To be totally honest, I love co-parenting more than I ever thought I would. We're more involved in our kids' lives than ever before. And co-parenting has allowed us room to grow as parents as well as individuals. I used to always be the one taking the kids to doctor's appointments, and now my ex and I share that responsibility. He was always the one who dealt with school bills and after-school activities, and now I'm learning how to budget and create schedules for the kids. The burden is never just on one person. Because of that, we both have a deeper respect and appreciation for what the other parent has done and is doing. In our marriage, we lost track of how much the other did — and though we appreciated it at the time, co-parenting has taught us the value of the other person in ways our marriage did not.
Even though our status as a couple changed, our family structure hadn't. We're still parents. We're deeply committed to raising happy, healthly, delightfully unique kids. And we still feel as if we have a responsibility to support each other, especially as parents. We're both aware of how hard parenting can be, even when we were doing it together as a married couple, so we try to be as much of a support to the other as we can now even though we're not together. Although we're divorced, I've never actually felt like it was him versus me. Ever. We're still together in everything we do. And co-parenting has made us both more confident in our roles as parents to our children.
When we threw a joint birthday party for our daughter, some of my divorced friends didn't understand why we would do a party together when we we could do it separately. But that's not who we are. We're committed to raising our children together. And more importantly, our kids see our friendship, kindness, and the respect we share for one another. To us, that's incredibly important.
Once, when we went to a birthday party together, I was introducing my ex-husband to some friends and I referred to him as such. At one point someone pulled me aside, and asked me if it was weird for us to be in the same place. In that moment I wondered, should it be weird? Because it's not. And it never has been. When we threw a joint birthday party for our daughter, some of my divorced friends didn't understand why we would do a party together when we we could do it separately. But that's not who we are. We're committed to raising our children together. And more importantly, our kids see our friendship, kindness and the respect we share for one another. To us, that's incredibly important.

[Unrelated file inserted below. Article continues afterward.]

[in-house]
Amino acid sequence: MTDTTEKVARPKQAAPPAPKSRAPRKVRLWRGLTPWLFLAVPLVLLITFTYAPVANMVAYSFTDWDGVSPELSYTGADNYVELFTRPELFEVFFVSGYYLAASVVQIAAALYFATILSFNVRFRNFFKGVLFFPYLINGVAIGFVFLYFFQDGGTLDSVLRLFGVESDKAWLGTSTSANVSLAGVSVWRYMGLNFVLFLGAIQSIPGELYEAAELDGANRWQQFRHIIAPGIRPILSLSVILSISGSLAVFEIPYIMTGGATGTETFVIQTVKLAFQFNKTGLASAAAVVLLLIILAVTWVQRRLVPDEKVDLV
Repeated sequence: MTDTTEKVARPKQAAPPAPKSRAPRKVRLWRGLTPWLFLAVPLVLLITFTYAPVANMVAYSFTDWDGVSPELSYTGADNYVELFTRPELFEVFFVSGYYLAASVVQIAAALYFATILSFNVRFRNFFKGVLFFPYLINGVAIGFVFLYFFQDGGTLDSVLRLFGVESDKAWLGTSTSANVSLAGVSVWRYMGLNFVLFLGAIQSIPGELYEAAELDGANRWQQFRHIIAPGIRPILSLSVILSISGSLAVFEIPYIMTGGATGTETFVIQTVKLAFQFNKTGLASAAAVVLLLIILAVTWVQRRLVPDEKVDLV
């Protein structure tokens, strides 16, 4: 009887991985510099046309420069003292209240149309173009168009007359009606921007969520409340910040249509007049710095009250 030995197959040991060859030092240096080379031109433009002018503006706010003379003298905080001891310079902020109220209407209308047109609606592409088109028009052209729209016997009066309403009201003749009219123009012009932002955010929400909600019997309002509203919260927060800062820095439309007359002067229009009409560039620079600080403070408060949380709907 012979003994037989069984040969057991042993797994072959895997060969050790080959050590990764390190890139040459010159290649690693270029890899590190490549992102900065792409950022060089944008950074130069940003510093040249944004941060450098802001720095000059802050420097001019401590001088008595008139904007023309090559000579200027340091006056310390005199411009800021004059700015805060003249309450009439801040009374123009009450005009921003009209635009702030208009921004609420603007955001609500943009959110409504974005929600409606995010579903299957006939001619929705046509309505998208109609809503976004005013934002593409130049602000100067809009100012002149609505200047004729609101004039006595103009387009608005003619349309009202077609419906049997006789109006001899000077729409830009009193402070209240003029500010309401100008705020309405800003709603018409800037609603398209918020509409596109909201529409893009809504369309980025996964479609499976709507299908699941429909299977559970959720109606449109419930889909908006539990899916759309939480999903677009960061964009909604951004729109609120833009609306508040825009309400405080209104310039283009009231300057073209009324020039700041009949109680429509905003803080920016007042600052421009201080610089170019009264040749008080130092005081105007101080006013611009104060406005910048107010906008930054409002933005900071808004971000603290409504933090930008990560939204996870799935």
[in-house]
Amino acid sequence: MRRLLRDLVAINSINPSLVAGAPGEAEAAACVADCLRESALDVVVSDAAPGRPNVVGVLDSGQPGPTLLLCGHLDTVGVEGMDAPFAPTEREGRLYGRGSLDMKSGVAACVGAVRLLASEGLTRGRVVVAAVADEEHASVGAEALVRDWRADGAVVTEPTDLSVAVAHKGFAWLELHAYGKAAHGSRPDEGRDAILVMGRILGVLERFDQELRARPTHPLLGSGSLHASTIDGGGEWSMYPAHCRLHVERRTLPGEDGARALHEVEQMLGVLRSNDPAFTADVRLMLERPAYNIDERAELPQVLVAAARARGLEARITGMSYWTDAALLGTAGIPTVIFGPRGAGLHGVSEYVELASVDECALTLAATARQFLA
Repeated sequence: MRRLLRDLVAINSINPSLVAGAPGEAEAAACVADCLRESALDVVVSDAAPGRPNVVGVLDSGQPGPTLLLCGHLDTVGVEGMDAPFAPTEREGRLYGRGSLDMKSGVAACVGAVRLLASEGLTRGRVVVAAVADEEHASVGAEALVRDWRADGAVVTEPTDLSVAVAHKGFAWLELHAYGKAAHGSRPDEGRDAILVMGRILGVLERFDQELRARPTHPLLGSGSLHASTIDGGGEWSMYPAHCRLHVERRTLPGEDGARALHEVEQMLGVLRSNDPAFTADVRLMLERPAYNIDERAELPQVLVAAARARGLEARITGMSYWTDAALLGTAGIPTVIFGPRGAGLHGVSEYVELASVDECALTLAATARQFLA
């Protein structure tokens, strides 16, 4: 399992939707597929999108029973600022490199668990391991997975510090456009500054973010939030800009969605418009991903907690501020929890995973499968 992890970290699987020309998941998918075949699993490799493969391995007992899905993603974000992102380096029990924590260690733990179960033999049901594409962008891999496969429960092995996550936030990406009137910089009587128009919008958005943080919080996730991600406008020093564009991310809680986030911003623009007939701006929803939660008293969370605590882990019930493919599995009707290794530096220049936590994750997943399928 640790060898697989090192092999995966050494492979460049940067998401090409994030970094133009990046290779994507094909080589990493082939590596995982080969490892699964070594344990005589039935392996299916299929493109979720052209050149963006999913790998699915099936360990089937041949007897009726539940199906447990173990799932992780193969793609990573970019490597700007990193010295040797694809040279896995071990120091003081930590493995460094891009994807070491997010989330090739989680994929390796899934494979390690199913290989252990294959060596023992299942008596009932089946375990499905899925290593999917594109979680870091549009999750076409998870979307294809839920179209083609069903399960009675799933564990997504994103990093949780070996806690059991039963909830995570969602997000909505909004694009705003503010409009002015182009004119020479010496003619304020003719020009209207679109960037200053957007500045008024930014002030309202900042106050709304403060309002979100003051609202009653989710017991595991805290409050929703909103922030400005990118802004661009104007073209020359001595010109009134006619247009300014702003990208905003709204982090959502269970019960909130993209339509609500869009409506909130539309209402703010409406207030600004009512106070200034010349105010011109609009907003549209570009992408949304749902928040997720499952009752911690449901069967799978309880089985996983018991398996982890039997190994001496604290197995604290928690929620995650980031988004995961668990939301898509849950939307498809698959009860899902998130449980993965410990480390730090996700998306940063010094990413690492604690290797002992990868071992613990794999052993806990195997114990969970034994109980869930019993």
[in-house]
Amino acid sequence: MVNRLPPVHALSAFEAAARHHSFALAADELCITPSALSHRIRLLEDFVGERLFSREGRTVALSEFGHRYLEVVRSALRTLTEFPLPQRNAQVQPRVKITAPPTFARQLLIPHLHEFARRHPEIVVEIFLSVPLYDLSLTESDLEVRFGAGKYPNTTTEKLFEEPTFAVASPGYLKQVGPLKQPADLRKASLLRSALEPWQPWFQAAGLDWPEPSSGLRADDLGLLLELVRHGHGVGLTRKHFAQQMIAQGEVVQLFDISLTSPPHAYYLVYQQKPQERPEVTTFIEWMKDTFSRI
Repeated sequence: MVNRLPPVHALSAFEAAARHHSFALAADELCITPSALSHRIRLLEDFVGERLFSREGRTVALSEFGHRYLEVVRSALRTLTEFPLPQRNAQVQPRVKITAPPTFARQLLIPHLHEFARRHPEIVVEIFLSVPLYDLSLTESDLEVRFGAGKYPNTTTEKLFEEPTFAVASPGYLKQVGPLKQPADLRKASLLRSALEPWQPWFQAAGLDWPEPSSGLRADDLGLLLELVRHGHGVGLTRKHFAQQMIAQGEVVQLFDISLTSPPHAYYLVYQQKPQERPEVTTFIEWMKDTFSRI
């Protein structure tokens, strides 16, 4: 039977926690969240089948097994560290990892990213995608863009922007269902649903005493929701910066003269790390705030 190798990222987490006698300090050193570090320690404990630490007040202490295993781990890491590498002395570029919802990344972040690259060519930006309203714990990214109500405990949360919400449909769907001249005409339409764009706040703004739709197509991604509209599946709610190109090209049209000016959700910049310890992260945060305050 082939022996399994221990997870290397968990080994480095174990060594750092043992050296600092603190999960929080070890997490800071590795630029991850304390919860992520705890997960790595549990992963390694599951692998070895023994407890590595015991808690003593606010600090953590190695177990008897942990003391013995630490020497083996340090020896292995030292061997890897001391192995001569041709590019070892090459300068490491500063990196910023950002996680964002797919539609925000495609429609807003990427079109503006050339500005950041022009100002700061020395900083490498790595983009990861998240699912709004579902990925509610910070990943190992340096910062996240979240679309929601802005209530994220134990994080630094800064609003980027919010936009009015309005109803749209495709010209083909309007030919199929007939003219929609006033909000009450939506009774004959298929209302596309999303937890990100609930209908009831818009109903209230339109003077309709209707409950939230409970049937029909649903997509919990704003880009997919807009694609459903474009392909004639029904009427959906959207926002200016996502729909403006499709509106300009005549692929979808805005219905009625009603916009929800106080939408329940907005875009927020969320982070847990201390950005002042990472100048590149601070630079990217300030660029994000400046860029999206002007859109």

People always ask if it's OK that we're both invited to the same events. Of course it's OK. We've even tried to do a weekly dinner together as a family, with our significant others, but our schedules don't always permit that. So we fit family time in where we can. What used to be a time full of bickering and frustration, is now much lighter and filled with much more laughter. I'd even admit that co-parenting together has been a relief. We've found a way to preserve who we are together with our children, but we've done it in a way that makes us both feel supported, loved, and respected. Of course, it's not always pretty. We've both done things we're not proud of, but we made a commitment to leave behind the baggage and dirty laundry. So far, it's working.
I don't know what the future will hold for us; I know better than to make guarantees on anything, but if this experience has taught us, well me, anything, it's that when something is broken and seems over, there is hope waiting on the other side.